Tuesday, July 5, 2011


I said to one of my favourite students
when her oral exam had finished
and her relief was almost palpable in the air:
“The awful lot is over now, over”.
Sensing in a flash how immediate
the “over” is when we finally get to it,
absolutely an ineluctable end of the track
with no going back.


Gordon Mason said...

So much power in one word.

Jim Murdoch said...

I particularly enjoyed the use of the word "ineluctable" here, one of those 'big' words we feel we need to pause a second before saying just in case we mispronounce it but exactly the kind of word a teacher or professor might be prone to use.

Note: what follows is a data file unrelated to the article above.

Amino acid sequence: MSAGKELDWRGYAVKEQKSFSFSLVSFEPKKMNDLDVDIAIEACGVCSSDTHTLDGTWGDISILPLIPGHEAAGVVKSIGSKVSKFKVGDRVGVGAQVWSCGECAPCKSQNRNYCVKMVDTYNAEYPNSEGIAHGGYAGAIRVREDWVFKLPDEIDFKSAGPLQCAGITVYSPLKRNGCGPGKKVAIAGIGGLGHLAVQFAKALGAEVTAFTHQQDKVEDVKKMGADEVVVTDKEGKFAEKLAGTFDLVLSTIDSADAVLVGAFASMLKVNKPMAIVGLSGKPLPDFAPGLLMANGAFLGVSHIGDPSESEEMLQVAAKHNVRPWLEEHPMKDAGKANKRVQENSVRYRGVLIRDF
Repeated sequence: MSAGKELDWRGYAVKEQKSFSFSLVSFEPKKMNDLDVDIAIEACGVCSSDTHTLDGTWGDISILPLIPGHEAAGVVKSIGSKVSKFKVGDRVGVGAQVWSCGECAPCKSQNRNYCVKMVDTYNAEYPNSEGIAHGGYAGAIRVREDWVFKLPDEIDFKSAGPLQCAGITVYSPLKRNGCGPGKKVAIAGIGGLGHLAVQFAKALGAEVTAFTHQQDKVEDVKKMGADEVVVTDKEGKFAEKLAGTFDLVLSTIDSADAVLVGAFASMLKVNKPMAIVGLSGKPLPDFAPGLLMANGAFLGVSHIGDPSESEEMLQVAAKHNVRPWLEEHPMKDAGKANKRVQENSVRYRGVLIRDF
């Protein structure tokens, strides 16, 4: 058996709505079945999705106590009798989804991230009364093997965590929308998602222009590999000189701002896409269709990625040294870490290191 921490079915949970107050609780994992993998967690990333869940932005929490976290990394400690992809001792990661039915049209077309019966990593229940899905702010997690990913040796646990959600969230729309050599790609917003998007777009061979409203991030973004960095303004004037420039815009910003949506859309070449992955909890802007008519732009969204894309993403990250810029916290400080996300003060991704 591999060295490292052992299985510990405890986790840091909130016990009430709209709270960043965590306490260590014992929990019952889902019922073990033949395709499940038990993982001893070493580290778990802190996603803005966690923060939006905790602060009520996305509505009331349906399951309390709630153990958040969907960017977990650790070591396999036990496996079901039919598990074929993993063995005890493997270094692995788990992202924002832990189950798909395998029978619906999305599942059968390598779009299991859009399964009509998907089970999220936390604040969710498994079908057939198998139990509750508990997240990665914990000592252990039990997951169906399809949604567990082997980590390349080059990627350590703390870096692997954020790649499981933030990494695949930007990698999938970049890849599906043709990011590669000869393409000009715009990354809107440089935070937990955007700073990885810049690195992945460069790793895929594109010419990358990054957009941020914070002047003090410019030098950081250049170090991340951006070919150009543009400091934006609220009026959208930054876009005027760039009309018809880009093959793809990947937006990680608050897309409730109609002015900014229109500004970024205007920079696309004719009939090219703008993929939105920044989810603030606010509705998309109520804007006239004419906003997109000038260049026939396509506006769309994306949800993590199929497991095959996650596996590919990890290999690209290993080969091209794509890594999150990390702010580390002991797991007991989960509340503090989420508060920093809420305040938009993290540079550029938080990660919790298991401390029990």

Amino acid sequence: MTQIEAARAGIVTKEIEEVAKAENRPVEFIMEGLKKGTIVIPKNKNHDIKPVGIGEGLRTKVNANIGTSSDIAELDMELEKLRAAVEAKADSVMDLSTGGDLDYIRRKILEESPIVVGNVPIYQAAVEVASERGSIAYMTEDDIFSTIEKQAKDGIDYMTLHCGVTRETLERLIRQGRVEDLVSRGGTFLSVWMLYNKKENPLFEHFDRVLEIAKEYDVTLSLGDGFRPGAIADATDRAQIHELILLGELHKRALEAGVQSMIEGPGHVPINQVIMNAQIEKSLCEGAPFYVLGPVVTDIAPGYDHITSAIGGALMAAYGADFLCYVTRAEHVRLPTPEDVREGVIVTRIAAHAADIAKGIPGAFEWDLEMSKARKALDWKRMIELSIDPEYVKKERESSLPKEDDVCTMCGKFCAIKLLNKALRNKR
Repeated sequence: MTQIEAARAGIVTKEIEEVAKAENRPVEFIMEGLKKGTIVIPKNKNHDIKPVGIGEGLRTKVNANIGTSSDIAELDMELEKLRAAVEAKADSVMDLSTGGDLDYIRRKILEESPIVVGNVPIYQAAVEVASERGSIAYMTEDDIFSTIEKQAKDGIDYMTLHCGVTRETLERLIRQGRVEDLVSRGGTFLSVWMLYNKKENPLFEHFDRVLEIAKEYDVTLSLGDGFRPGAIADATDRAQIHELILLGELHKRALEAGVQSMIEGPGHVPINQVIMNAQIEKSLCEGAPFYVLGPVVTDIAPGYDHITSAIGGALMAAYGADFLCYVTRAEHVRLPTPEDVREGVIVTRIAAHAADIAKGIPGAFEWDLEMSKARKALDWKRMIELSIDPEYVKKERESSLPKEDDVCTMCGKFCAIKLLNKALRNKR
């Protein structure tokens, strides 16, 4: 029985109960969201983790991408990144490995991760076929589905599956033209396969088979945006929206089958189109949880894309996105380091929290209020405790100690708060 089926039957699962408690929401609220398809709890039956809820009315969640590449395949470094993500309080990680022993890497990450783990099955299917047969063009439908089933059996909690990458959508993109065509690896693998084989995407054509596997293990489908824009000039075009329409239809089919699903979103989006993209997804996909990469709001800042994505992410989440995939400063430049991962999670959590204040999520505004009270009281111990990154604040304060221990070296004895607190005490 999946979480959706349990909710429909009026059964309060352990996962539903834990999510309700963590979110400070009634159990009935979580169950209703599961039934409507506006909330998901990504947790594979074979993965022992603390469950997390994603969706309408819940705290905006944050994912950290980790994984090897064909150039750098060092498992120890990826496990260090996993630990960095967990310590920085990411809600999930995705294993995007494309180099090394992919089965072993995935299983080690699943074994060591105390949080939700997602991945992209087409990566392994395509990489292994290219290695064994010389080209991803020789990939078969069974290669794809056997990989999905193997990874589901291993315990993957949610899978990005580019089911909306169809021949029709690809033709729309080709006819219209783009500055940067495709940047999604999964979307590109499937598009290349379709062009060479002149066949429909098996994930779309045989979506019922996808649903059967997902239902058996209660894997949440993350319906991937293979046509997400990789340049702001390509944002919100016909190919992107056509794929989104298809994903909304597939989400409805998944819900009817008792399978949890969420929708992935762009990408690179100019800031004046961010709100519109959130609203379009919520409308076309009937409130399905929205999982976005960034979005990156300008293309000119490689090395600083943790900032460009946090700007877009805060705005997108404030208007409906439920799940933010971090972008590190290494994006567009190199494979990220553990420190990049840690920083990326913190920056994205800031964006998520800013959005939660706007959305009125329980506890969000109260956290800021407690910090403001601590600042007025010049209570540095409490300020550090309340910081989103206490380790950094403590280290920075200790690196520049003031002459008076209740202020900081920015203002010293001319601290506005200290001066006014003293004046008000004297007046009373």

Tommaso Gervasutti said...

Thank you very much Gordon and Jim.

Jim, it's almost impossible to well explain the Italian final exam's horizon, they are for me hard days, I can do very little for the students and I must deal essentially with colleagues, sitting at a long table with them for at least five hours every morning and listening to their questions ( about subjects like Maths I know nothing about -or Philosophy and Physics- and I am not interested in ) waiting for my turn, five minutes or so every hour. Infinite boredom. Probably the adjective "ineluctable" was born as a feeling in this ill- fated "milieu".
I have always felt an irony what these exams to eighteen year old students have been called for years in Italian: Esami di Maturità. Maturity Exams. I would call them, from the teachers' and students' point of view, Endurance Exams! Fifty minutes to one hour for each student! On six subjects, one after the other with also a change of language at a point! Schizofrenia. Pure nonsense. But it's the law.